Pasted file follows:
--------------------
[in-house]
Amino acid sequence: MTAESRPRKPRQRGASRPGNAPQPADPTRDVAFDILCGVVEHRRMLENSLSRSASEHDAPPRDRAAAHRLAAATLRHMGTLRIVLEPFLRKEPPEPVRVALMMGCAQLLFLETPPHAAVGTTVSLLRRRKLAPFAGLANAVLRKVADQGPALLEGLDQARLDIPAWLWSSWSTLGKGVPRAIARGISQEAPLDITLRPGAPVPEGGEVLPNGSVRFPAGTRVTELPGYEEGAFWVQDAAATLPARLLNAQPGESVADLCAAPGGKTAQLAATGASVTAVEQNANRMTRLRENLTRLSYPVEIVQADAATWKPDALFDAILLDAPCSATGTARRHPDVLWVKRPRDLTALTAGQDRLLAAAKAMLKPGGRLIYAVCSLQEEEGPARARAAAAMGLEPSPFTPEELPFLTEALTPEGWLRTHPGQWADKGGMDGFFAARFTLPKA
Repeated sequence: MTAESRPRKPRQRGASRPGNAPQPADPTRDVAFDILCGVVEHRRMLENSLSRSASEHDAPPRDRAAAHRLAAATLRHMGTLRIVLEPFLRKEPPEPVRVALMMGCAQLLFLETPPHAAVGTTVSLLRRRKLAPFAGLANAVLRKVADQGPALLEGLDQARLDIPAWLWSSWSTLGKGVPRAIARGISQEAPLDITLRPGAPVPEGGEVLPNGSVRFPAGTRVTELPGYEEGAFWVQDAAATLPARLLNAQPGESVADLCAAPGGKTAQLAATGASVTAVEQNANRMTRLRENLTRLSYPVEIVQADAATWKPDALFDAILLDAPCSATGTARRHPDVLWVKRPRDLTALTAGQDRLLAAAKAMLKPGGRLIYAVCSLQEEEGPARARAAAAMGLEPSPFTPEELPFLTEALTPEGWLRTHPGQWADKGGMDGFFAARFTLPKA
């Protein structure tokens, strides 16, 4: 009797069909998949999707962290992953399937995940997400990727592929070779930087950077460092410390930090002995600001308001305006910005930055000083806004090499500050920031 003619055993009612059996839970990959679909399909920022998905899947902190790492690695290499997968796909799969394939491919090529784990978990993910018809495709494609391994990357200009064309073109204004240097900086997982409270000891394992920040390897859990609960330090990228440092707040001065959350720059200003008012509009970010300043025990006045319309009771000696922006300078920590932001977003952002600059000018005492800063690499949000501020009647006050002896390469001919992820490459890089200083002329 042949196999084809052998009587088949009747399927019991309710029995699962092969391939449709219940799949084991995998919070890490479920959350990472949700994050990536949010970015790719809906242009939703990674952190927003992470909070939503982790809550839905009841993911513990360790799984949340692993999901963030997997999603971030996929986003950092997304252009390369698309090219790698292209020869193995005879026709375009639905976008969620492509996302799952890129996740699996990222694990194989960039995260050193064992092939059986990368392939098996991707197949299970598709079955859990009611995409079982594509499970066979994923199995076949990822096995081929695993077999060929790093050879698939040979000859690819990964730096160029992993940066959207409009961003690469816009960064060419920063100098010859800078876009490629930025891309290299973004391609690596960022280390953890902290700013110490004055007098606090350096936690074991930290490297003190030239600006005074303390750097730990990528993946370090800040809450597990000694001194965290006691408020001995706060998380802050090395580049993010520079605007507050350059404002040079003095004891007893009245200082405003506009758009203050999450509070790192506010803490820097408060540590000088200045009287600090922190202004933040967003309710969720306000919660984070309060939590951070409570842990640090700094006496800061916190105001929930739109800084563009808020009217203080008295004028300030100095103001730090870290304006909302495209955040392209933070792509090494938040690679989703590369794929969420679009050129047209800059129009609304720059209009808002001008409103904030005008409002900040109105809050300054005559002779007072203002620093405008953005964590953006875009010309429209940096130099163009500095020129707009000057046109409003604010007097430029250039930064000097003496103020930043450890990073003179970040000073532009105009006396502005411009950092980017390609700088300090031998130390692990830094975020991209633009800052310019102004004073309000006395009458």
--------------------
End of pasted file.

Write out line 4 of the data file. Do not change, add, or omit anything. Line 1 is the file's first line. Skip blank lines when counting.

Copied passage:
């Protein structure tokens, strides 16, 4: 009797069909998949999707962290992953399937995940997400990727592929070779930087950077460092410390930090002995600001308001305006910005930055000083806004090499500050920031 003619055993009612059996839970990959679909399909920022998905899947902190790492690695290499997968796909799969394939491919090529784990978990993910018809495709494609391994990357200009064309073109204004240097900086997982409270000891394992920040390897859990609960330090990228440092707040001065959350720059200003008012509009970010300043025990006045319309009771000696922006300078920590932001977003952002600059000018005492800063690499949000501020009647006050002896390469001919992820490459890089200083002329 042949196999084809052998009587088949009747399927019991309710029995699962092969391939449709219940799949084991995998919070890490479920959350990472949700994050990536949010970015790719809906242009939703990674952190927003992470909070939503982790809550839905009841993911513990360790799984949340692993999901963030997997999603971030996929986003950092997304252009390369698309090219790698292209020869193995005879026709375009639905976008969620492509996302799952890129996740699996990222694990194989960039995260050193064992092939059986990368392939098996991707197949299970598709079955859990009611995409079982594509499970066979994923199995076949990822096995081929695993077999060929790093050879698939040979000859690819990964730096160029992993940066959207409009961003690469816009960064060419920063100098010859800078876009490629930025891309290299973004391609690596960022280390953890902290700013110490004055007098606090350096936690074991930290490297003190030239600006005074303390750097730990990528993946370090800040809450597990000694001194965290006691408020001995706060998380802050090395580049993010520079605007507050350059404002040079003095004891007893009245200082405003506009758009203050999450509070790192506010803490820097408060540590000088200045009287600090922190202004933040967003309710969720306000919660984070309060939590951070409570842990640090700094006496800061916190105001929930739109800084563009808020009217203080008295004028300030100095103001730090870290304006909302495209955040392209933070792509090494938040690679989703590369794929969420679009050129047209800059129009609304720059209009808002001008409103904030005008409002900040109105809050300054005559002779007072203002620093405008953005964590953006875009010309429209940096130099163009500095020129707009000057046109409003604010007097430029250039930064000097003496103020930043450890990073003179970040000073532009105009006396502005411009950092980017390609700088300090031998130390692990830094975020991209633009800052310019102004004073309000006395009458």